|To Infinity and Beyond! ALS 2011|
|Monday, 05 March 2012|
Mr Paras Jethwa reports from the Association of Laparoscopic Surgeons’ Annual Scientific Meeting, held in Cardiff, 17 to 18 November 2011
My only previous trip to Cardiff was in 2003 as part of an organ transplant team, arriving on a cold wet evening and receiving peculiar stares from the hangers-on outside A&E. Thus, arriving this November seemed to be strangely nostalgic!
This year’s AGM was the most successful in the Association’s history, with a record number of attendees and a very progressive programme. Live operating was hosted by the Morriston Hospital, Swansea, and featured a number of advanced bariatric procedures, with the first day ending with a two-hour feature of 3D laparoscopic surgery (from the MATTU) showcasing cases including an adrenalectomy, oesophagectomy and distal pancreatectomy. Whilst, in my opinion, not as big a leap forward as normal resolution to full high definition, once everyone had become accustomed to the glasses, the 3D images became quite natural and it was easy to see how this technology could well become the standard in years to come.
The meeting was well supported by industry partners and by Mercedes Benz. Of interest was the very little emphasis, unlike in previous years, on single incision surgery devices or instruments. The tidal wave of interest in this novel technique seems to have dispersed and whilst we have the odd ripple, the surge of public demand, in the UK at least, does not seem to have materialised.
After an excellent day of live operating from Swansea and a two-hour session about 3D surgery, the Conference Dinner was held in the National Museum of Wales. The food was excellent and our after dinner speaker, Robert Croft kept the audience spell-bound with his tales of derring-do on the cricket pitch.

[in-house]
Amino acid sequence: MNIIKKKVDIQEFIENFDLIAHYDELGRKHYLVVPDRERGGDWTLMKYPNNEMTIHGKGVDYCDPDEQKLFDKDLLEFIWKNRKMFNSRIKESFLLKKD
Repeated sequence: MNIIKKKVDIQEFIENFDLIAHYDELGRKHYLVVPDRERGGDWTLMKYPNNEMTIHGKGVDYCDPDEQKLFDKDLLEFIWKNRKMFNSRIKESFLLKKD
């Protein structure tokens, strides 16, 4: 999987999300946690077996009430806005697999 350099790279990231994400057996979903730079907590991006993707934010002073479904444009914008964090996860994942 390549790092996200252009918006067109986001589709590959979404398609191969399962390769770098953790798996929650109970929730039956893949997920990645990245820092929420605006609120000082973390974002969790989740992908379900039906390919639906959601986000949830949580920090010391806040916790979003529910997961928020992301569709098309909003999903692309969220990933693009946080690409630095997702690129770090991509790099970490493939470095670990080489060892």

“After a day of live operating dominated by bariatric surgery, it is not surprising that our two keynote lectures also covered bariatrics”
After a day of live operating dominated by bariatric surgery, it is not surprising that our two keynote lectures also covered bariatrics. Christine Ren-Fielding spoke on new horizons in surgery for morbid obesity, giving us a fascinating insight into the current state of play and new interventions just over the horizon. George Fielding debated with Peter Sedman on whether limited resources for weight loss surgery were best spent on laparoscopic gastric banding and the audience were split 50/50 at the end of a fascinating debate.
Presentations in lecture, poster and DVD format were to a very high standard. The winner of the 2011 David Dunn Medal for best oral presentation was Mr E MacDonald for the paper Laparoscopic versus Open Resection for Colorectal Cancer: Early outcome data from a large regional database’. The 2011 ALS Best Laparoscopic DVD Prize was won by Mr N Carter for Superior Mesenteric Artery Syndrome – Laparoscopic duodenojejunostomy. Finally, the 2011 ALS Best Laparoscopic Poster Prize went to Mr R Maitra for the presentation Medium-Term Results of Laparoscopic Colorectal Surgery from a National Training Centre.
At the end of the Annual Scientific Meeting the Presidency was handed over to Professor Tim Rockall of Guildford and delegates were reminded that next year's meeting is in Cork, Ireland. We hope to see you there.
Mr Paras Jethwa, Newsletter Editor